author = "Joyce, {David L.} and Dhillon, {Tanvir S.} and Caffarelli, {Anthony D.} and Joyce, {Daniel D.} and Tsirigotis, {Dimitrios N.} and Burdon, {Thomas A.} and Fann, {James I.}",
year = "2011",
month = "1",
doi = "10.1016/j.jtcvs.2010.08.059",
language = "English (US)",
volume = "141",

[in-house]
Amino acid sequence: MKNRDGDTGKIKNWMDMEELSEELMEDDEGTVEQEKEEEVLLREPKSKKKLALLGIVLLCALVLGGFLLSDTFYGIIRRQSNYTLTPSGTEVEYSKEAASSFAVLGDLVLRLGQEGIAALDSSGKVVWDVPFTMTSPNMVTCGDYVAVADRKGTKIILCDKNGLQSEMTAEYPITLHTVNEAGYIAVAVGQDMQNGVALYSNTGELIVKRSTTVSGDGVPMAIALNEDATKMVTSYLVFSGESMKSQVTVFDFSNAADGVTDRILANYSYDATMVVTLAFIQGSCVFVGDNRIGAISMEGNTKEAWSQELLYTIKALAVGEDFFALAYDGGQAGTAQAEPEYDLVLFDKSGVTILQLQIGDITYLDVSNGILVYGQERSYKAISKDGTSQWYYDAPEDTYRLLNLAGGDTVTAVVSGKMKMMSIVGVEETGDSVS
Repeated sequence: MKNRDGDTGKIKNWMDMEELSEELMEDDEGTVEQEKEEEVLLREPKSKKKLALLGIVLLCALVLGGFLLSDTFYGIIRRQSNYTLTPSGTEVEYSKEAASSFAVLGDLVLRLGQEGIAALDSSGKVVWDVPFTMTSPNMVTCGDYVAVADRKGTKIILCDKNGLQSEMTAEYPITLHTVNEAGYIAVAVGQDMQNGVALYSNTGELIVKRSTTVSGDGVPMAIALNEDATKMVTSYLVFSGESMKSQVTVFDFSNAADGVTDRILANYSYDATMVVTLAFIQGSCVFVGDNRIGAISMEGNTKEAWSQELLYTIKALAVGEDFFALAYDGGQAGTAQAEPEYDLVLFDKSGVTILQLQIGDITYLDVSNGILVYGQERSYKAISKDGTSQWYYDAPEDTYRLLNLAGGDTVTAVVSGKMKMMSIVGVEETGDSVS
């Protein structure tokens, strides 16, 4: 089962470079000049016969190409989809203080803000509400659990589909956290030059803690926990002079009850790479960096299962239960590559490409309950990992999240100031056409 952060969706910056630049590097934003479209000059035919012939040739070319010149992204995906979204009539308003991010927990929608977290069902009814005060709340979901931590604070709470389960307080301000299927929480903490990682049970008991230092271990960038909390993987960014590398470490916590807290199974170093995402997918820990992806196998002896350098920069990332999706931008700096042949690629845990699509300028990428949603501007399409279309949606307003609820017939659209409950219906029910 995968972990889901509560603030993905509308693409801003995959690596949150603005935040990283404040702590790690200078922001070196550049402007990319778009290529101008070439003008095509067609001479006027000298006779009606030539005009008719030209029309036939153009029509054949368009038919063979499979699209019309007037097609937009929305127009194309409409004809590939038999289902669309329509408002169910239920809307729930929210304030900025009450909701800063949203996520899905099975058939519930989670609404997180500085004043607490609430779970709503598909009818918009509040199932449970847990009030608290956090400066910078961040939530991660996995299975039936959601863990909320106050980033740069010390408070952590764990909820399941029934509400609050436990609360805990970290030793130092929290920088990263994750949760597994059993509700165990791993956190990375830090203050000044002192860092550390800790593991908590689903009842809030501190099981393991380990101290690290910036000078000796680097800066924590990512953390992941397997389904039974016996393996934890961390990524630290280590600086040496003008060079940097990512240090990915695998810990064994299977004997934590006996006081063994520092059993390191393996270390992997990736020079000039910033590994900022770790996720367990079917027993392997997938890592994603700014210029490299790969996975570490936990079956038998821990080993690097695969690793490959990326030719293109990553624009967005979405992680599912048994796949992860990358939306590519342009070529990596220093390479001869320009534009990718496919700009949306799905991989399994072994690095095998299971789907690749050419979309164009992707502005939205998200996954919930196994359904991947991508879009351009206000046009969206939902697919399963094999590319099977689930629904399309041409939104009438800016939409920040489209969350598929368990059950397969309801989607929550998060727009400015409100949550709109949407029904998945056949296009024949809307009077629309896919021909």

pages = "107--112",
journal = "Journal of Thoracic and Cardiovascular Surgery",
issn = "0022-5223",
publisher = "Mosby Inc.",
number = "1",

}

TY - JOUR

T1 - Simulation and skills training in mitral valve surgery

AU - Joyce, David L.

AU - Dhillon, Tanvir S.

AU - Caffarelli, Anthony D.

AU - Joyce, Daniel D.

AU - Tsirigotis, Dimitrios N.

AU - Burdon, Thomas A.

AU - Fann, James I.

PY - 2011/1

Y1 - 2011/1